Last week, an environmental group, Environment Iowa, held a press conference where they released a study that they said shows that global warming is occurring in Iowa.
Among the study's findings:
In Sioux City, it was 2.1 degrees higher than average from June to August 2006 when compared to comparable periods from 1971-2000. The average temperature in 2006 in Des Moines was 3.5 degrees higher than the average from 1971-2000. In Waterloo the average minimum temperatures, or the lowest recorded temperature on a given day, were 2.6 degrees higher than the average from 1971-2000. In Dubuque, the temperature from 2000 to 2006 was about 1.2 degrees higher than it was from 1971 to 2000.
These findings, along with a hot and dry summer in 2007 (following a cold and damp spring), are sure signs that Iowa is under the effects of Global Warming.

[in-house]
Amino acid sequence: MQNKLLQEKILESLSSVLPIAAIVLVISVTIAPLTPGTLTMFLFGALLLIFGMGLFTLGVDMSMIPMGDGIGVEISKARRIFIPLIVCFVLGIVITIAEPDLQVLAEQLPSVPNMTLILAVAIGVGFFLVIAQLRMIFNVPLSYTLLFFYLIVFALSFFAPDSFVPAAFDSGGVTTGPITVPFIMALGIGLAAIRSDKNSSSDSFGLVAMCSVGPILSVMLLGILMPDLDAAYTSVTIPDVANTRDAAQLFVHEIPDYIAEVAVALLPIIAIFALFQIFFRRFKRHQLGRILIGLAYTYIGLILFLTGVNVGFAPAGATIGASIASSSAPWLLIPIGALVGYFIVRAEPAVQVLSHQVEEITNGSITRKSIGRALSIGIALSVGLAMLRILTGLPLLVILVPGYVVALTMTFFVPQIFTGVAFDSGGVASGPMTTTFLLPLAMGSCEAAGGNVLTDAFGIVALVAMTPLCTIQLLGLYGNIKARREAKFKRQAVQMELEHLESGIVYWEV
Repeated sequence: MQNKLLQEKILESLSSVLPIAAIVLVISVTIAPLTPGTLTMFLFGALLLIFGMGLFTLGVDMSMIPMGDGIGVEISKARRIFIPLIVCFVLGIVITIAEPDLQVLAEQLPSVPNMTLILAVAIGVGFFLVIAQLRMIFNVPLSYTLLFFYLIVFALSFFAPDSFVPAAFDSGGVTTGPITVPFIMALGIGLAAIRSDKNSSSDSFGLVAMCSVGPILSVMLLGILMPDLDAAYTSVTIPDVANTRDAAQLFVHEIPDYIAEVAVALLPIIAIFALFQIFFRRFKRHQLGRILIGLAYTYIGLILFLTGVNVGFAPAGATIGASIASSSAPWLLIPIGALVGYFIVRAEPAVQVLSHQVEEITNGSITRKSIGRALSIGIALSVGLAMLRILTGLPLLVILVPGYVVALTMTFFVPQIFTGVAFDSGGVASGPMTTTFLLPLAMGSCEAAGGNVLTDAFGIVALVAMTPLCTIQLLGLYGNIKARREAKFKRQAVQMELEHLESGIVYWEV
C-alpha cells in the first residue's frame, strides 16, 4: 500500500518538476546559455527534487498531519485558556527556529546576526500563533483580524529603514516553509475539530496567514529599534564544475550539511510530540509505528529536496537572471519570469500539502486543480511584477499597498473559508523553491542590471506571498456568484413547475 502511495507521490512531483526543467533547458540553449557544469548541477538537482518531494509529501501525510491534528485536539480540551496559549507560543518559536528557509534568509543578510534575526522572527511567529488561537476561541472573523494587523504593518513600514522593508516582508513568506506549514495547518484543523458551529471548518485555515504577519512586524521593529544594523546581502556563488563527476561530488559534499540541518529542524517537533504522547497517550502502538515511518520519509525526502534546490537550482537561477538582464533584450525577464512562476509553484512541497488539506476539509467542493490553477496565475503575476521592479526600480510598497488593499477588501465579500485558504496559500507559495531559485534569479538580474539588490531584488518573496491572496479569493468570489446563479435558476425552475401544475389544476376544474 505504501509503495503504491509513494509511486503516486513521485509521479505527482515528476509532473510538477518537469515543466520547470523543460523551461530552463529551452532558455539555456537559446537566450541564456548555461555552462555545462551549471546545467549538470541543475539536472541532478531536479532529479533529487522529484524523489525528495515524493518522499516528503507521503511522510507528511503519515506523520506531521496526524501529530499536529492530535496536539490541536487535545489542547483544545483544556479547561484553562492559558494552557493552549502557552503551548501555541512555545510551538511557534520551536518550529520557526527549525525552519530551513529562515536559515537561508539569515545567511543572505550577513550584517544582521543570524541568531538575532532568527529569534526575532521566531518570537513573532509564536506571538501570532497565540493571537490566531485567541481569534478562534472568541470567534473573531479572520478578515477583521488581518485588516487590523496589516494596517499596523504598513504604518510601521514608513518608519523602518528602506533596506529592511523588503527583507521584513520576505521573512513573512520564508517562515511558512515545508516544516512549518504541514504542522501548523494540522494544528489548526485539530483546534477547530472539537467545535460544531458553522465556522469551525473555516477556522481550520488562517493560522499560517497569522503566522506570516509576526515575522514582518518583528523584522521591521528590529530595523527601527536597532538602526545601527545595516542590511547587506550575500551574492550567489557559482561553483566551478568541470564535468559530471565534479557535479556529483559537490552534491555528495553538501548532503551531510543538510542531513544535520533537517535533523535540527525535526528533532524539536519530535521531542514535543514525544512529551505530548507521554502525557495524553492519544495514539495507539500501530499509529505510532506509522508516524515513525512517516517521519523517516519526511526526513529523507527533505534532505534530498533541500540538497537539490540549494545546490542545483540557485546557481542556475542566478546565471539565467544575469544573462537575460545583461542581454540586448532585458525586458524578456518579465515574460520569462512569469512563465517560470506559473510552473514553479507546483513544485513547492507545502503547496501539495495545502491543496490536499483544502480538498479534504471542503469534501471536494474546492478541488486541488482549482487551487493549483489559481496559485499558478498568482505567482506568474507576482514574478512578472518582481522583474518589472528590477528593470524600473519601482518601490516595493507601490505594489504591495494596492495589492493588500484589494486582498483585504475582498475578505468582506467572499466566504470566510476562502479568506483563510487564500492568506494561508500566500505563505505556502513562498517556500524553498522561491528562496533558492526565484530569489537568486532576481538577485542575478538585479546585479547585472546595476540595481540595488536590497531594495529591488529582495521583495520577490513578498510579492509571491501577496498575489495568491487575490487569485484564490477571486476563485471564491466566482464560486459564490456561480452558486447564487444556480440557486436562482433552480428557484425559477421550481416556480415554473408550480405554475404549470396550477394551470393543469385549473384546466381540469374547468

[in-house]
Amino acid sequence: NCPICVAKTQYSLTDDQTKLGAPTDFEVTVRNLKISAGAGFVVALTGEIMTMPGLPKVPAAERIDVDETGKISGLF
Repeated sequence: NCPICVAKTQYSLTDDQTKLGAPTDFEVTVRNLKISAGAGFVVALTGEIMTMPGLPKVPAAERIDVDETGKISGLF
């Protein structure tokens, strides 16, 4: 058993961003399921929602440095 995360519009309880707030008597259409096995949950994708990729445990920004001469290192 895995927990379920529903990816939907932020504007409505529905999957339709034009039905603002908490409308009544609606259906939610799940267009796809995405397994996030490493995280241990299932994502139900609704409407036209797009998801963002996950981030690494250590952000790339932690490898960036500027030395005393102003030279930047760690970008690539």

Funny thing about statistics, they can quite often be used to make the case for or against a topic, depending on your viewpoint and agenda. How about getting some perspective on the issue from someone who has seen trends come and go, like State Climatologist Harry Hillaker?
In a telephone interview, state climatologist Harry Hillaker cautioned that reading too much into weather averages could be tricky and wasn't a surefire sign that global warming was under way.
"It certainly would be better to use more locations to prove that," Hillaker said. " … But I don't really think they are cherry picking the sites. Given the history I can see why they chose these four."
Hillaker said that temperatures in Iowa had gradually risen over the last hundred or so years, although they've been higher at times, particularly in the 1940s.
However well intended these folks are, it simply stands to reason that if in fact GLOBAL WARMING is occurring, it would be happening all over the planet, including here in Iowa.
Using these few statistics doesn't tell the whole story.